Sunday, February 6, 2011

Ethiopia: On to Nazret

Dawit took me and Stephanie to the Meskel Square bus station, where we caught a bus for Nazret (aka Adama).

Ethiopians on public buses are notorious for wanting to keep the bus windows shut, resulting in hot, sweaty, airless, smelly, and sometimes vomitous interior conditions.

Photo credit: nazret.com
Stephanie has learned to withstand the protests of her fellow bus riders in order to keep a window open by her seat, even when this results in theatrical displays of suffering by covering heads and bodies with blankets and other signs of protest. To prevent fellow passengers from closing her window, Stephanie sometimes inserts a pebble into the window track, making it impossible to shut the window completely. Stephanie can then shrug and say to passengers (who are presumably in the final throes of death due to the killer wind) that the window is broken. Or she will finally brush off with a smart remark, the one-too-many arms that invade her space in an attempt to close her window.

Anyway, we arrived in Nazret without incident (and with our window open), got off at the corner by the Dire International Hotel on the main drag, and walked two hot and dusty blocks on the rutted side road to Azeb's walled little compound. (Azeb is Dawit's mother.)




What a pleasure to walk into Azeb's bright and light living room. Painted a fresh pistachio green, the high-ceilinged room is lit by the east-facing, ceiling-high windows and glass doors. Azeb's bedroom is immediately off the living room, and a small hallway gives access to a tiny kitchen, second bedroom, and bathroom. The second bedroom has a large chifferobe that I was thrilled to have for unpacking my stuff for the next two weeks. A blue mosquito net apparatus looms over my twin bed, which is made up in a cheerful blue and white sheet and an ivory-colored duvet.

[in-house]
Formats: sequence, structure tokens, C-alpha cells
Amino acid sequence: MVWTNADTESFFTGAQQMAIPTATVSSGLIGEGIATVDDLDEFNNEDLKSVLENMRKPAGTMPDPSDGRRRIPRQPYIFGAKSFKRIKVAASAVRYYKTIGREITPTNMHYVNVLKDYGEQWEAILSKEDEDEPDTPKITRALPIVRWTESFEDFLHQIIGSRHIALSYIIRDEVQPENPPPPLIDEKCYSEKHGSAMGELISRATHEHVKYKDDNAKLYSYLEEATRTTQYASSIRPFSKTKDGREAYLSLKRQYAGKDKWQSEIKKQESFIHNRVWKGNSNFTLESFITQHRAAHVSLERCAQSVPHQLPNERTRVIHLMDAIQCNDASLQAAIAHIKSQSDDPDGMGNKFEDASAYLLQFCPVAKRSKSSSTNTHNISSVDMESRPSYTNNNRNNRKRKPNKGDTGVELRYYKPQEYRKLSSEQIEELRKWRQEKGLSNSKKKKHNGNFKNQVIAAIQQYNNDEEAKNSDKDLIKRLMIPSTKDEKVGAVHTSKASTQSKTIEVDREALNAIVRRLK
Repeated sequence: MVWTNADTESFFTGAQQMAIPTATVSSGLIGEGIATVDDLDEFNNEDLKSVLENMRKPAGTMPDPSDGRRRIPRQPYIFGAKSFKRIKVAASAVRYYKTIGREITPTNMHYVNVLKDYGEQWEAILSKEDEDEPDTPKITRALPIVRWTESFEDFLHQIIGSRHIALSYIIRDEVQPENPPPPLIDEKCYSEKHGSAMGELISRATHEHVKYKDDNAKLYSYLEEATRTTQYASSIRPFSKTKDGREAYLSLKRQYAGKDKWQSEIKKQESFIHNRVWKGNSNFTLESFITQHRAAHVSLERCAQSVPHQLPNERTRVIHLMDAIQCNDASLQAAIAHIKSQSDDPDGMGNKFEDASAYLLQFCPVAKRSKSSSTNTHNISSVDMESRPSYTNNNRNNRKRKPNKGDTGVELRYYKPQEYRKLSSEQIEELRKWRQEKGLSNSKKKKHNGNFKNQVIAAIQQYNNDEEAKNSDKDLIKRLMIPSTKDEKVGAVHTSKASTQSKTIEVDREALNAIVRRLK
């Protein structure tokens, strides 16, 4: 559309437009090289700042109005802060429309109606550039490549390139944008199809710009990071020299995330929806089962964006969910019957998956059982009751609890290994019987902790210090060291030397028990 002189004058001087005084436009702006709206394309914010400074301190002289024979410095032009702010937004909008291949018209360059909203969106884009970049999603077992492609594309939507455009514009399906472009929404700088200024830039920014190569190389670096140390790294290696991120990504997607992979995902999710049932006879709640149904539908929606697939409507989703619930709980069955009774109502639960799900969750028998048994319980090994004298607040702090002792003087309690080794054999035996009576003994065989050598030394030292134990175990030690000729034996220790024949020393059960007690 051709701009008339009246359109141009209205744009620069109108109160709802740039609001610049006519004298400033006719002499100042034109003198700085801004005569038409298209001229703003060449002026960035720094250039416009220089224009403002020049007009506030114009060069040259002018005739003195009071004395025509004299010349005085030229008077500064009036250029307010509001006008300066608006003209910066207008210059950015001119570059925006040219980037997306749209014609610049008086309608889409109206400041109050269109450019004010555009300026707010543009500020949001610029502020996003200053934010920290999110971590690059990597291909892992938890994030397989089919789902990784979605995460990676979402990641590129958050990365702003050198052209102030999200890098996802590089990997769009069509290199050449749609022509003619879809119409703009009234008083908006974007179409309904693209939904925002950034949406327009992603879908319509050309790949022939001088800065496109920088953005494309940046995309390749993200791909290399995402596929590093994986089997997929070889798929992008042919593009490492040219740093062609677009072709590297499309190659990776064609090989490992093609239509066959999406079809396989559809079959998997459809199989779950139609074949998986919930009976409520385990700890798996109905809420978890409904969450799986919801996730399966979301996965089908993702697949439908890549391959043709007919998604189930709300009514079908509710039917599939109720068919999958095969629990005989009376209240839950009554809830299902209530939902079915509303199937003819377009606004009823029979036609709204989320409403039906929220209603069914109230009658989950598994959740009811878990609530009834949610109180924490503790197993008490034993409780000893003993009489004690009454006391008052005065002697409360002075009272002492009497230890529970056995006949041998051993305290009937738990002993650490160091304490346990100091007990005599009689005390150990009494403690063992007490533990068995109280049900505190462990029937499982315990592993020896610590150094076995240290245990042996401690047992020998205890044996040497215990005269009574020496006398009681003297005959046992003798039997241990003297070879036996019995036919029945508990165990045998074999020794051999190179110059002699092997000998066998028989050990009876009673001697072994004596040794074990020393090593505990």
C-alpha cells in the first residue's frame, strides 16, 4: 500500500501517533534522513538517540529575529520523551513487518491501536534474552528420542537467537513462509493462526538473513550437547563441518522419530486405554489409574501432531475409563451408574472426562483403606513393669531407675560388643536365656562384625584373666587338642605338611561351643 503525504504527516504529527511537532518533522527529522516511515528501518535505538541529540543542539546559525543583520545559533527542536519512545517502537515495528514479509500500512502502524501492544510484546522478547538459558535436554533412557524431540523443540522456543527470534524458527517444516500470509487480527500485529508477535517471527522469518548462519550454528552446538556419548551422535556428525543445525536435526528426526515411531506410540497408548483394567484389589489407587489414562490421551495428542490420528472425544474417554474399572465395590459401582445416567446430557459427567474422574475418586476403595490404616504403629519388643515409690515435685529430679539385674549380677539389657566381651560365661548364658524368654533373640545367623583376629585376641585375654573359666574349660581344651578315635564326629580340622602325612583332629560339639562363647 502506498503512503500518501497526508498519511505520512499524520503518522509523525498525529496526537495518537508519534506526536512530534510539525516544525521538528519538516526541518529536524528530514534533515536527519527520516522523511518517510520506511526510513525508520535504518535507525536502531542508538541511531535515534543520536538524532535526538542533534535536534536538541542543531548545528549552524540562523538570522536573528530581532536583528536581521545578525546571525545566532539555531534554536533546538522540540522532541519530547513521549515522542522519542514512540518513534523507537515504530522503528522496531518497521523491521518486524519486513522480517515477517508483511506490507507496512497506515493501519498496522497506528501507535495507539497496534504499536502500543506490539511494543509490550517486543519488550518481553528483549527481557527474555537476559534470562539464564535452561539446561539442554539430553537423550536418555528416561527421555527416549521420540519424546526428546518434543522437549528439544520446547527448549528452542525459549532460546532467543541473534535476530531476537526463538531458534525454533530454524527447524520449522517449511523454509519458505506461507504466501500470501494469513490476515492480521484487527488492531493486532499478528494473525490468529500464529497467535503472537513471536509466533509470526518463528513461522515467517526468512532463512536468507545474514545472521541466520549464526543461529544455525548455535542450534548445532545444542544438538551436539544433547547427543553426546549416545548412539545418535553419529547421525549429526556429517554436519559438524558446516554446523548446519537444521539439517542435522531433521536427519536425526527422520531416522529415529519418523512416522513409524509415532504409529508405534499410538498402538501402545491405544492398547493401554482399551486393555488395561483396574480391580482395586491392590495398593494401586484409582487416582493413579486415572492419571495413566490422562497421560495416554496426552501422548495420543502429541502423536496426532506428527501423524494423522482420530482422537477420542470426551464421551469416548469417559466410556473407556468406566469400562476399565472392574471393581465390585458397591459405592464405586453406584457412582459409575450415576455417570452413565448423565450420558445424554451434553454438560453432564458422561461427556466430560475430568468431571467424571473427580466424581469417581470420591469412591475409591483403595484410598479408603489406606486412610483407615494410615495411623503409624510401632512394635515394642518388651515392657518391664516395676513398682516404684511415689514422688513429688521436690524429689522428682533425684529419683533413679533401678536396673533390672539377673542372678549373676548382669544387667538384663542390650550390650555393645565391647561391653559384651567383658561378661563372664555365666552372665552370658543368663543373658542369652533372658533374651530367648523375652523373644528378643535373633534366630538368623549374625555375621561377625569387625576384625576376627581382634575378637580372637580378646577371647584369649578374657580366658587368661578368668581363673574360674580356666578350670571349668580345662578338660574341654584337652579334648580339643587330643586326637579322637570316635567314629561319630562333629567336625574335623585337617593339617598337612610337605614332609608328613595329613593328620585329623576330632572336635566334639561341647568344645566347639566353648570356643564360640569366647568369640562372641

Stephanie took me out to see the schools and a bit of the town. On the block over from Azeb's, I looked left down the street and saw a very large, white body of something lying in the middle of the road. Stephanie conjectured it was a dead horse. It was almost in front of a little souk, and required passers-by to side-step the creature on their way to the store. I said I wanted to go look at it, and Stephanie obliged. As we approached, we could see it was, indeed, a prostrate horse, with a ghastly sore on one of its legs. I made a soft comment to Stephanie as we walked past (me in some horror), to the effect that I thought maybe the horse was still breathing, and incredibly, this animal attempted to arise. I wondered aloud if it were possible in this town to get a gun so the horse could be put out of its misery.

Stephanie noted that, although an animal lover since childhood, she had become (to her dismay) hardened to such things here. I can understand this. Ethiopia is a tough place.

When Azeb, Stephanie, and I discussed this horse later, with me wondering where the horse came from, etc. Stephanie and Azeb noted the existence of what people call the "Nazret horses". These are horses that hang about town, seemingly on their own, often just standing in a group in the middle of a street, forcing traffic to go around them.

I remembered sisters Mimi's and Katie's horses and how, as they entered extreme old age, Mimi and Katie had to consider the inevitable disposal of their remains. One option was to have a really big hole dug - not inexpensive. Another option was to have the carcass picked up and disposed of by a vendor - also not inexpensive.

With the owners of Nazret's horse-drawn taxis barely (I'm assuming) earning a living, I'm guessing that when a horse becomes too infirm for work, the owner turns it out to fend for itself.

Trucks, pedestrians, and horse-drawn taxis (gari) share this Nazret side street.

Anyway, back to this particular white, almost-dead horse in the middle of the road. Azeb and Stephanie predicted the hyenas would dispatch it overnight.

No comments:

Post a Comment